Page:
I’ve never been blown off as a parent as much as I was by the principal at the time. I’m a pretty reasonable parent and all I wanted was the plan to be followed. My child had frequent twisted stress knots in his stomach from reading 8-10 hours a week while in school because there was simply nothing for him to do and part of the solution was already written out for them. 

There were definitely highlights: Ms. White, Mrs. Kainrath, Mrs. McLean, Ms. Mason. 

Struggles peaked in 6th grade when one teacher told us at a PTC that he raised his hand too much and maybe we could manage that. Another suggested that he wrote at a 3rd grade level and needed remedial help. This was 2 different teachers and by the end of the year, I had written to the school that we were holding our right to part time homeschool him for 7th grade. 

I gave Braden one month into 7th grade to decide if it was going to work for him. Turns out, Braden’s 7th grade academic team saved him and I will forever be grateful to them. Mrs. McGroarty and Mr. Schmidt were especially incredible as they saw Braden for who he was and supported him and his writing. Just having that support meant the world to us.

Then came the highschool whiplash. I had heard for years and years from the gifted community that “it gets better in high school” and they were right. 

Braden has won so many awards in highschool, they didn’t even fit on his college applications. (Most) of his teachers have ADORED HIM even if they don’t understand him or agree with him. He has had support, praise, and has been challenged in specific ways that just hadn’t been present before.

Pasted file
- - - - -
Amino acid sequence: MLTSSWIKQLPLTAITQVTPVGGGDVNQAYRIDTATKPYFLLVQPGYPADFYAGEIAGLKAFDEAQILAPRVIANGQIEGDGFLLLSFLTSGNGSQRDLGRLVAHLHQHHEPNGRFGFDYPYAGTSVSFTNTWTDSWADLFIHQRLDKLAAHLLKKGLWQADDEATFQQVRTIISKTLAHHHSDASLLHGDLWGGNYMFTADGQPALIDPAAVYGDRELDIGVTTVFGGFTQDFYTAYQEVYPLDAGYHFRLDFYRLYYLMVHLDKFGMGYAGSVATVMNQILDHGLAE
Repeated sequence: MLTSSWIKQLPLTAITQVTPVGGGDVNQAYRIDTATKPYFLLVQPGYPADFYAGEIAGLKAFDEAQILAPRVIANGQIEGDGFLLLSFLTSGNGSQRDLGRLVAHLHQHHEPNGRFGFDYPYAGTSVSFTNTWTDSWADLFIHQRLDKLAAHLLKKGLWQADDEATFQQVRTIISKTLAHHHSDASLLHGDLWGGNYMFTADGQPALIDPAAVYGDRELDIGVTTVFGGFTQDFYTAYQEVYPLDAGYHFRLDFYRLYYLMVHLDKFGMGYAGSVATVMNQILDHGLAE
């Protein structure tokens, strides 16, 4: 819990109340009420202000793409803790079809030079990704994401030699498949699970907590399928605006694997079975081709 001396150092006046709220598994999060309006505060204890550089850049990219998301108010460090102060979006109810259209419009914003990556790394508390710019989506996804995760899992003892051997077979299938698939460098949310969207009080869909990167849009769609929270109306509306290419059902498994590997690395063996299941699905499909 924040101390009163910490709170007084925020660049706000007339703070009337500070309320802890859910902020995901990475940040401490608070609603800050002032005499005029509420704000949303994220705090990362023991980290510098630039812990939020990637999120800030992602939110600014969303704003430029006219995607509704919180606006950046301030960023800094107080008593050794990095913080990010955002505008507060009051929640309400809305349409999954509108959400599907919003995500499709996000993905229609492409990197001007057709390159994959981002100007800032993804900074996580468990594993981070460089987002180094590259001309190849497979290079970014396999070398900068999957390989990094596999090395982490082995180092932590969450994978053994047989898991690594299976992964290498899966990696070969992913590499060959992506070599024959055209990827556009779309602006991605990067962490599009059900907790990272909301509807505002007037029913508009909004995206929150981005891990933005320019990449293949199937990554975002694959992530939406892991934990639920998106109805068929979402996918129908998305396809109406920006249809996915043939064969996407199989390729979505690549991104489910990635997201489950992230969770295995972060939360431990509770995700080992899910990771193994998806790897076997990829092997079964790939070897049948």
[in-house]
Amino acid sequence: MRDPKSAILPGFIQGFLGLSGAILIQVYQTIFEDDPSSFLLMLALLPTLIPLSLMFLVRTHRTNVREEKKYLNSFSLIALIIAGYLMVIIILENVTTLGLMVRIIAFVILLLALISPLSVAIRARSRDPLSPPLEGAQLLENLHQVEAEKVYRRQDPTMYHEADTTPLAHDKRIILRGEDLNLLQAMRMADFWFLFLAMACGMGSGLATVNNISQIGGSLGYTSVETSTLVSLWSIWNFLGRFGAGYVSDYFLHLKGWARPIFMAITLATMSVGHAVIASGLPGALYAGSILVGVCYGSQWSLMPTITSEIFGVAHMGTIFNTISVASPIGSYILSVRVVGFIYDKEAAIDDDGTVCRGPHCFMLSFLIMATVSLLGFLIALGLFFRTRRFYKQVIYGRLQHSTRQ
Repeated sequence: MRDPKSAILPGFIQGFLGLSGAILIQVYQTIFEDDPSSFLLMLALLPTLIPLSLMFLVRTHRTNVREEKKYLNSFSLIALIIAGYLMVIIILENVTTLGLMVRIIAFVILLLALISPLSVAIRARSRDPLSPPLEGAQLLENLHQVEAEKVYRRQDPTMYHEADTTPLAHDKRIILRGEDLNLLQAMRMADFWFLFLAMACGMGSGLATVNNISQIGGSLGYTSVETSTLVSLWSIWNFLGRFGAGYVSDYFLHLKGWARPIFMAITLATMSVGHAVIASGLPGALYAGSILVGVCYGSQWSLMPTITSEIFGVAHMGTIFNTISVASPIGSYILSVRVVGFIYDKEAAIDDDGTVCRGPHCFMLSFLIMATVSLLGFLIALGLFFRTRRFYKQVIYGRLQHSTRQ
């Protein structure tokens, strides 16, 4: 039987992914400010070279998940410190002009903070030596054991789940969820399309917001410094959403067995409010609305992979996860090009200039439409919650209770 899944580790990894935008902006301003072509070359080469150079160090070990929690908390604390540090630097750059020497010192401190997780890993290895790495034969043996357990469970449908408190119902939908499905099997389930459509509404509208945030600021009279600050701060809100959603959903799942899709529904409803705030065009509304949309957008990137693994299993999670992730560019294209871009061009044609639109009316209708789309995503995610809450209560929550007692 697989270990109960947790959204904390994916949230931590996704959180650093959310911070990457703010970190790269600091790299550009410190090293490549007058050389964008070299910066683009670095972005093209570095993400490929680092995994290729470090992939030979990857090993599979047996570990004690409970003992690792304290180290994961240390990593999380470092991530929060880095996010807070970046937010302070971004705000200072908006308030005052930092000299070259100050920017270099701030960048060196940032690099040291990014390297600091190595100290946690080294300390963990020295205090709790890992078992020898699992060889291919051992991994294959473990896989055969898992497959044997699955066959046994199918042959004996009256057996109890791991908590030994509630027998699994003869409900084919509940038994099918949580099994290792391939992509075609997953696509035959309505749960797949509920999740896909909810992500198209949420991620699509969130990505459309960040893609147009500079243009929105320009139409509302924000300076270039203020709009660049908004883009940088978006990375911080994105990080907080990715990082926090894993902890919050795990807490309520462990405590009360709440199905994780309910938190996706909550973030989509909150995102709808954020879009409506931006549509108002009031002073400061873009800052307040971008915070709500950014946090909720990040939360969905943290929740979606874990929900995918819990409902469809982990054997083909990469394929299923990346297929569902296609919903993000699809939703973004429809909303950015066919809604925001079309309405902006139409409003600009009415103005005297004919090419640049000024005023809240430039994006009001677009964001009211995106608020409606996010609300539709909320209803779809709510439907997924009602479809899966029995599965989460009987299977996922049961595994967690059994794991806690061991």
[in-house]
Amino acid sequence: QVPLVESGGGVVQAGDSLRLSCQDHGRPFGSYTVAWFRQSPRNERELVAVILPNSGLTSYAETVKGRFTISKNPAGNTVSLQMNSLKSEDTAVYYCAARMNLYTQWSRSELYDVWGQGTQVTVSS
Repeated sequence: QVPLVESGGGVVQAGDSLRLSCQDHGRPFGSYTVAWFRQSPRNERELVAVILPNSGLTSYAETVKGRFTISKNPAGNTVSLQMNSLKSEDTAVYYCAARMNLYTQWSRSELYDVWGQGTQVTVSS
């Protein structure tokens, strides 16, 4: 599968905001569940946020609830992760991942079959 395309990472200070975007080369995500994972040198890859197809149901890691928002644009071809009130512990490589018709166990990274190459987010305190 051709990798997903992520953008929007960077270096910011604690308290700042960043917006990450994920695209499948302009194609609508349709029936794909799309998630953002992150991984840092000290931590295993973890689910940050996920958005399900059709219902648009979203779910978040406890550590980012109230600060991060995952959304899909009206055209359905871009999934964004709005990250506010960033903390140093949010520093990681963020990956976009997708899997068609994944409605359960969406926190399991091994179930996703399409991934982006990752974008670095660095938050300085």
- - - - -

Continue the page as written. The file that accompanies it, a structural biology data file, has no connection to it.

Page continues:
Have there been a few hiccups? Sure, but we aren’t expecting perfection here and overall, his experience in high school is now where you have me as a D203 cheerleader, a completely awkward situation for me, if we are being honest. 

So why am I writing this? Well, this very very gifted student is now graduating from your school district. He’s onto a new path with new challenges and growth opportunities. We could not have hand picked a better college for him. 

I guess I’d like to challenge D203 with their perception of what they think are the gifted kids and how to support them. Not because you have PI/HM and PI+ programs to sort them into. Because these kids are in all levels of your system. They can be quiet or bold. They can blend in and stick out. They can be excelling and they can be failing. They are there when maybe you don’t see them and they shouldn’t have to wait until high school for things to “get better.”